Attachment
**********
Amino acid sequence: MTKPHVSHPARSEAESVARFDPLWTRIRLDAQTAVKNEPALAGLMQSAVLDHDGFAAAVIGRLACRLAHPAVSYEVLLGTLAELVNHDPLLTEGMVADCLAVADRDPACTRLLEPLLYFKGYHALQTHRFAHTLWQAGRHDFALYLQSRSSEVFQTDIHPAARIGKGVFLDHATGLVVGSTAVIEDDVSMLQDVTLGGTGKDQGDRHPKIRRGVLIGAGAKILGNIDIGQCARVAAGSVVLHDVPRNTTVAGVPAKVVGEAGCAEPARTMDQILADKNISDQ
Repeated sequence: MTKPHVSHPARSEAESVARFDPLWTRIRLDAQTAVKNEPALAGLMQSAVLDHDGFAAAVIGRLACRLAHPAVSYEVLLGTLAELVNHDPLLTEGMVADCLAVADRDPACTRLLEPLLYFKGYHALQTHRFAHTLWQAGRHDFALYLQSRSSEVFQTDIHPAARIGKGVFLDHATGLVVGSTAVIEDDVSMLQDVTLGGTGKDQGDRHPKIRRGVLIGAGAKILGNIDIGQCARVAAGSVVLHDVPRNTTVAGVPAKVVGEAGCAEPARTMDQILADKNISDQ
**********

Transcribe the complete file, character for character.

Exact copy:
Amino acid sequence: MTKPHVSHPARSEAESVARFDPLWTRIRLDAQTAVKNEPALAGLMQSAVLDHDGFAAAVIGRLACRLAHPAVSYEVLLGTLAELVNHDPLLTEGMVADCLAVADRDPACTRLLEPLLYFKGYHALQTHRFAHTLWQAGRHDFALYLQSRSSEVFQTDIHPAARIGKGVFLDHATGLVVGSTAVIEDDVSMLQDVTLGGTGKDQGDRHPKIRRGVLIGAGAKILGNIDIGQCARVAAGSVVLHDVPRNTTVAGVPAKVVGEAGCAEPARTMDQILADKNISDQ
Repeated sequence: MTKPHVSHPARSEAESVARFDPLWTRIRLDAQTAVKNEPALAGLMQSAVLDHDGFAAAVIGRLACRLAHPAVSYEVLLGTLAELVNHDPLLTEGMVADCLAVADRDPACTRLLEPLLYFKGYHALQTHRFAHTLWQAGRHDFALYLQSRSSEVFQTDIHPAARIGKGVFLDHATGLVVGSTAVIEDDVSMLQDVTLGGTGKDQGDRHPKIRRGVLIGAGAKILGNIDIGQCARVAAGSVVLHDVPRNTTVAGVPAKVVGEAGCAEPARTMDQILADKNISDQ